The other interesting thing about this case was the casual way that the assumptions of “rape culture” were accepted. The victim’s gravestone moralizes about the terrible fate she suffered “having incautiously repaired to a scene of amusement without proper protection.” Meaning that she went to a dance without a man to protect her, which naturally lead to her rape and murder. Yep. That’s what caused it, not the acts of a violent murderer. (Sounds a little like the Taliban, no?)

Another mention of the attitudes of the time occurred in the discussion of the explorations of Henry Stanley (“Dr. Livingston, I presume?”) in Africa. He was enlisted by King Leopold II of Belgium to explore and conquer for him, with the explanation, “It is a question of creating a new state, as big as possible, and of running it. It is clearly understood that in this project there is no question of granting the slightest political power to the Negroes. That would be absurd.” Ah, yes. The good old days of European Colonialism.

I did disagree with the author on one cultural issue. In a sidebar regarding maps and women, he leans in the direction that woman read maps differently than men, focusing on landmarks rather than big picture overhead views. The research he cited does not seem convincing to me, although his general point is interesting. Just my general observation, but, I have found that many people cannot navigate by map; and men and women are equally representative of this category. I have not observed a general trend in favor of male map skills. Also, while I consider myself to be good with maps, my wife is also an excellent navigator, and defies the stereotype of women that cannot rotate objects in three dimensions. So no, I don’t think that our current map formats are geared toward men so much as that we patronize females and discourage them from learning the skills.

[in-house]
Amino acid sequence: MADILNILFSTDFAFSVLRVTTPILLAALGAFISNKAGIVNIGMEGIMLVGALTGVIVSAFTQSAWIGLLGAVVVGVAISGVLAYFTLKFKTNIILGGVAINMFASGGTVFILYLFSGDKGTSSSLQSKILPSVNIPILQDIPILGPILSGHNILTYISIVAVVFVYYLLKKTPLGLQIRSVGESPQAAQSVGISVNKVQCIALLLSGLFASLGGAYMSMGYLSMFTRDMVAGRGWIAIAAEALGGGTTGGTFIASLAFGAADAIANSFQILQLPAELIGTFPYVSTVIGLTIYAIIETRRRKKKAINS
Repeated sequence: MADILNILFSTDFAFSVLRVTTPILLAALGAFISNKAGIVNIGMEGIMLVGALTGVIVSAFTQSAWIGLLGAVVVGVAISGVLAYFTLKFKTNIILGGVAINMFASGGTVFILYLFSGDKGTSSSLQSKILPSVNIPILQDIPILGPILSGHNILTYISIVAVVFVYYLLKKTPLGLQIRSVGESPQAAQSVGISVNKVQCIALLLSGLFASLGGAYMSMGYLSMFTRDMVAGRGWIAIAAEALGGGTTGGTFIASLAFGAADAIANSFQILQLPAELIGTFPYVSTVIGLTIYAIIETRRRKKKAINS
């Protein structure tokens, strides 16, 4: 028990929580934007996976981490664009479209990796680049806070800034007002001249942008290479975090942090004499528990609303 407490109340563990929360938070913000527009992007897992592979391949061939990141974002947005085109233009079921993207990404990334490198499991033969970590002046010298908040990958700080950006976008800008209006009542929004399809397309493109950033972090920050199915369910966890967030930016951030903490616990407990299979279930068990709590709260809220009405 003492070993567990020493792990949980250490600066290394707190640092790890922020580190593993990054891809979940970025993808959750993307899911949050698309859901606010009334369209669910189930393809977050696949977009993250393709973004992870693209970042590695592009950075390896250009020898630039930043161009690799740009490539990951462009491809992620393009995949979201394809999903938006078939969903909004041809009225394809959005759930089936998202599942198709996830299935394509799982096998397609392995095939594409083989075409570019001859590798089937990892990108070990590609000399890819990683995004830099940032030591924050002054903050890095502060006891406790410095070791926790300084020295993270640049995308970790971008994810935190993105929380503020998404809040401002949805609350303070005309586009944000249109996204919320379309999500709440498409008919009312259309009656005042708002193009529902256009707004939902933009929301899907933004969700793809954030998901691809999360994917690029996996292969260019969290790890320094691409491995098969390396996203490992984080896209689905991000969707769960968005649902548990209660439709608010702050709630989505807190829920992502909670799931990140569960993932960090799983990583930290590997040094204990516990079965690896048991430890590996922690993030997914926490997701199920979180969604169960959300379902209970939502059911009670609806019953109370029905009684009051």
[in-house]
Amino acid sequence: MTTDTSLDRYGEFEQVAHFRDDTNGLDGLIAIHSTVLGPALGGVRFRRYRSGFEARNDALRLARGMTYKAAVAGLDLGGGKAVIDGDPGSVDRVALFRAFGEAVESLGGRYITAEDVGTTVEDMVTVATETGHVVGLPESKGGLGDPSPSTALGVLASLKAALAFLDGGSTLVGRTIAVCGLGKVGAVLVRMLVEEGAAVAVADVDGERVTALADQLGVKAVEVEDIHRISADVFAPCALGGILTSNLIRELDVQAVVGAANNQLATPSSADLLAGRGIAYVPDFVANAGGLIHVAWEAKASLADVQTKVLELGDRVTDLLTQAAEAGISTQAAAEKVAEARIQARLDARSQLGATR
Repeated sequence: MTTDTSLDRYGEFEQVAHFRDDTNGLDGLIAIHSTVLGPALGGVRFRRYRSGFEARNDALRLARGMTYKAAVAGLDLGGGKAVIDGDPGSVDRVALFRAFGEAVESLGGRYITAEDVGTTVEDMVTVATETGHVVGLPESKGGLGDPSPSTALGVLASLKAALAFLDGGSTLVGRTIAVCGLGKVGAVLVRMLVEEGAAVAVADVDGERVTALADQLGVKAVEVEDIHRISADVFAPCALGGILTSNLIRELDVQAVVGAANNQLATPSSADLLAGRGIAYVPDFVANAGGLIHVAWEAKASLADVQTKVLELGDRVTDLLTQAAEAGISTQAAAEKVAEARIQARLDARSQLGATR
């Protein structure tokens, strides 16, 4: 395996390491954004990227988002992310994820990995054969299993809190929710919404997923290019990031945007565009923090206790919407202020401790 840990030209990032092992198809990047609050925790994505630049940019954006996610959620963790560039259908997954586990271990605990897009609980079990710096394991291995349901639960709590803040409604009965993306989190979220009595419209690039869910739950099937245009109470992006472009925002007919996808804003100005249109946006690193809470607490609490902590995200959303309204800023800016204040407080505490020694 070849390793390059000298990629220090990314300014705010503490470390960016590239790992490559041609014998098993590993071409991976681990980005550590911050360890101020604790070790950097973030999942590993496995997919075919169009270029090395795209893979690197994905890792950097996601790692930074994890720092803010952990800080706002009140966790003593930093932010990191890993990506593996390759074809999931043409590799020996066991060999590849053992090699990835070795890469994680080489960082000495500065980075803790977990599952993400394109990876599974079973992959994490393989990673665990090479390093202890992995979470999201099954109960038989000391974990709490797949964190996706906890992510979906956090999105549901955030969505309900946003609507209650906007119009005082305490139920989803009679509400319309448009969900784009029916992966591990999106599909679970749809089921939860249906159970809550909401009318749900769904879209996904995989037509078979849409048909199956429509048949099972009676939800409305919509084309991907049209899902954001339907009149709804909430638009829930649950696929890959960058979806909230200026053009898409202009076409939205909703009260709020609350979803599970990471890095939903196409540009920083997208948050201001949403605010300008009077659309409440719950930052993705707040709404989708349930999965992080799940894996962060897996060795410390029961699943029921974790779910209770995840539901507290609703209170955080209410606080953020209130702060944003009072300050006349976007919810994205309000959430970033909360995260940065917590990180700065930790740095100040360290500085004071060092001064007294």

On a related note, I do agree with the author that the use of GPS has led to a decline in navigational skills among both men and women. I do think the author engages in a bit of alarmist hyperbole in his claim (I think he is serious, but not sure) that if the GPS system went down, society would collapse and only those that could run a plow would survive. A bit too much like the Y2K panic.

In addition to the many maps of our home planet, Garfield also mentions star maps - and the early maps of Mars. Earlier this year, I read and reviewed A Princess of Mars, which contains much of the mythology that arose during these early years, when Mars was thought to have canals and civilizations, and to be running out of water. (A key plot point in Burroughs’ book.)